12. Armstrong, J. T. Breeding home range in the nighthawk and other birds: its evolutionary and ecological significance. Ecology 46, 619–629 (1965)

    Article  Google Scholar 

  13. Schoener, T. W. Sizes of feeding territories among birds. Ecology 49, 123–141 (1968)

    Article  Google Scholar 

  14. Gompper, M. E. & Gittleman, J. L. Home range scaling: Intraspecific and comparative trends. Oecologia 87, 343–348 (1991)

    ADS  Article  Google Scholar 

  15. Harestad, A. S. & Bunnell, F. L. Home range and body weight—A reevaluation. Ecology 60, 389–482 (1979)

    Article  Google Scholar 

  16. Owen-Smith, R. N. Megaherbivores: The Influence of Very Large Body Size on Ecology (Cambridge Univ. Press, New York, 1992)

    Google Scholar 

  17. Lindstedt, S. L., Miller, B. J., Buskirk, S. W. Home range, time and body size in mammals. Ecology 67, 413–418 (1986)

    Article  Google Scholar 

  18. Kelt, D. A. & VanVuren, D. Energetic constraints and the relationship between body size and home range area in mammals. Ecology 80, 337–340 (1999)

    Article  Google Scholar 

  19. Lawton, J. H. Are there general laws in ecology? Oikos 84, 177–192 (1999)

    Article  Google Scholar 

  20. Ritchie, M. E. Scale-dependent foraging and patch choice in fractal environments. Evol. Ecol. 12, 309–330 (1998)

    Article  Google Scholar 

  21. Ritchie, M. E. & Olff, H. Spatial scaling laws yield a synthetic theory of biodiversity. Nature 400, 557–560 (2000)

    ADS  Article  Google Scholar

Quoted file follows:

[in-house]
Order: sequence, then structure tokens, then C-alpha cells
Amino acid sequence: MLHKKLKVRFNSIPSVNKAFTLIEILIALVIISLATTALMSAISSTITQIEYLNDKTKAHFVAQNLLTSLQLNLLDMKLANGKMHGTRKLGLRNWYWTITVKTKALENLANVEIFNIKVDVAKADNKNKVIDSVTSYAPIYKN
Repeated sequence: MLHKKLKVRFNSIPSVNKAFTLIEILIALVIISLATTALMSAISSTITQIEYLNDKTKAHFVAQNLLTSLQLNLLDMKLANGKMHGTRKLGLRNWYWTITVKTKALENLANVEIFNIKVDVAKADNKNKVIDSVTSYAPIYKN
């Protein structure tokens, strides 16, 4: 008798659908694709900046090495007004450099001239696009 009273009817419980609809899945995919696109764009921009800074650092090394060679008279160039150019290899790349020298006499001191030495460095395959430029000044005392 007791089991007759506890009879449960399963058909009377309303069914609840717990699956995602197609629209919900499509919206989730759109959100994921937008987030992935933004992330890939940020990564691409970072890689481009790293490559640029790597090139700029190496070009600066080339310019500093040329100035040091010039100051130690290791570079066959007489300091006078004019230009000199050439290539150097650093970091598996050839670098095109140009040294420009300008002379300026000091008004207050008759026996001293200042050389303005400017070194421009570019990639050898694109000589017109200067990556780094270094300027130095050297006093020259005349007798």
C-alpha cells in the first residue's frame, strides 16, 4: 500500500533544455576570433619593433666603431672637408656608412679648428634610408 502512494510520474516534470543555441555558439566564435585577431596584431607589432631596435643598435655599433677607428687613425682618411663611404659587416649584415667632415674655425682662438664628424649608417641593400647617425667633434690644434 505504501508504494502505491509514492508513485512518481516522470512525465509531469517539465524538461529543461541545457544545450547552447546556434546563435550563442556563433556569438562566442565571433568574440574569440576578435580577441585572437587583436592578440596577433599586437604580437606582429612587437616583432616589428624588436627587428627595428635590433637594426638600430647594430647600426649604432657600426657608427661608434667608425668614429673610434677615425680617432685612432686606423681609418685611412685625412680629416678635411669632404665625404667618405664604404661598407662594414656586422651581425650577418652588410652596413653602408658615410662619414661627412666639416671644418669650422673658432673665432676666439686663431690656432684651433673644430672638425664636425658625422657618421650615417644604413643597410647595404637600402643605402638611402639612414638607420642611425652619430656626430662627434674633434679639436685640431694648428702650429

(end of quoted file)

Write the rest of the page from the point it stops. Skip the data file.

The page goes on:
22. Lawler, G., Schramm, O. & Werner, W. The dimension of the planar brownian frontier is 4/3. Math. Res. Lett. 8, 13–25 (2001)

    MathSciNet  Article  Google Scholar 

  23. Milne, B. T. Spatial aggregation and neutral models in fractal landscapes. Am. Nat. 139, 32–57 (1992)

    Article  Google Scholar 

  24. Kunin, W. E. Extrapolating species abundance across spatial scales. Science 281, 1513–1515 (1998)

    ADS  CAS  Article  Google Scholar 

  25. Mandelbrot, B. B. The Fractal Geometry of Nature (Freeman, New York, 1982)

    MATH  Google Scholar 

  26. Olff, H. & Ritchie, M. E. Fragmented nature: consequences for biodiversity. Landscape Urban Planning 858, 1–10 (2001)

    Google Scholar 

  27. Kotler, N. B. & Wiens, J. A. Multiple scales of patchiness and patch structure: a hierarchical framework for the study of heterogeneity. Oikos 59, 253–260 (1990)

    Article  Google Scholar 

  28. Poole, A. & Gill, F. (eds) The Birds of North America (The Birds of North America, Philadelphia, 1996–2000)

  29. Dunning, J. B. CRC Handbook of Avian Body Masses (CRC, Boca Raton, 1993)

    Google Scholar 

  30. Brown, J. H. in Experimental Ecology (eds Resetarits, W. J. Jr & Bernardo, J.) 71–95 (Oxford Univ. Press, New York, 1998)

    Google Scholar 

Download references


We thank J. Brown, B. Enquist, J. Damuth and G. Belovsky. Work on this model began during the Fractals in Biology Meeting at the Santa Fe Institute, New Mexico. J.P.H. is supported by an NSF Graduate Research Fellowship.

Author information

Authors and Affiliations


Corresponding author

Correspondence to John P. Haskell.

Ethics declarations

Competing interests

The authors declare that they have no competing financial interests.

Rights and permissions

Reprints and Permissions

About this article

Cite this article

Haskell, J., Ritchie, M. & Olff, H. Fractal geometry predicts varying body size scaling relationships for mammal and bird home ranges. Nature 418, 527–530 (2002).

Download citation

  • Received:

  • Accepted:

  • Issue Date:

  • DOI:

Further reading


By submitting a comment you agree to abide by our Terms and Community Guidelines. If you find something abusive or that does not comply with our terms or guidelines please flag it as inappropriate.


Quick links

Nature Briefing

Sign up for the Nature Briefing newsletter — what matters in science, free to your inbox daily.

Get the most important science stories of the day, free in your inbox. Sign up for Nature Briefing